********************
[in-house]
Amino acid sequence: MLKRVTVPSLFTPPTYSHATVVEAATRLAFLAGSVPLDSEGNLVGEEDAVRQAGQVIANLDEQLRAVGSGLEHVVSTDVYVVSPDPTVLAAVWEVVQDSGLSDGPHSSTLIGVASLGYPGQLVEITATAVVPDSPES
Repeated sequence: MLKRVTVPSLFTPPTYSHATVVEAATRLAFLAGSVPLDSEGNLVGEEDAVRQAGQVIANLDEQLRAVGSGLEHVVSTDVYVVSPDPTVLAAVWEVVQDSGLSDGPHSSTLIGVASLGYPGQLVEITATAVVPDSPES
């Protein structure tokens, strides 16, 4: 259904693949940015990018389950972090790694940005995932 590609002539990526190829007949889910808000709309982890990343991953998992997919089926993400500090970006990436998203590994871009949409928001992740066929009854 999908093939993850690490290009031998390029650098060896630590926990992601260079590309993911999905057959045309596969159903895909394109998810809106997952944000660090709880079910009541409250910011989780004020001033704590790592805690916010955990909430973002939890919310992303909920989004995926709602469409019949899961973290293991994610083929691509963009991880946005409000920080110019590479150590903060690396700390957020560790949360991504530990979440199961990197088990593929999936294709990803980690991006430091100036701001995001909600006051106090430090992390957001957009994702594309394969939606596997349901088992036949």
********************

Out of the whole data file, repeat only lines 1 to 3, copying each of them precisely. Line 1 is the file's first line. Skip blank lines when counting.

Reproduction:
[in-house]
Amino acid sequence: MLKRVTVPSLFTPPTYSHATVVEAATRLAFLAGSVPLDSEGNLVGEEDAVRQAGQVIANLDEQLRAVGSGLEHVVSTDVYVVSPDPTVLAAVWEVVQDSGLSDGPHSSTLIGVASLGYPGQLVEITATAVVPDSPES
Repeated sequence: MLKRVTVPSLFTPPTYSHATVVEAATRLAFLAGSVPLDSEGNLVGEEDAVRQAGQVIANLDEQLRAVGSGLEHVVSTDVYVVSPDPTVLAAVWEVVQDSGLSDGPHSSTLIGVASLGYPGQLVEITATAVVPDSPES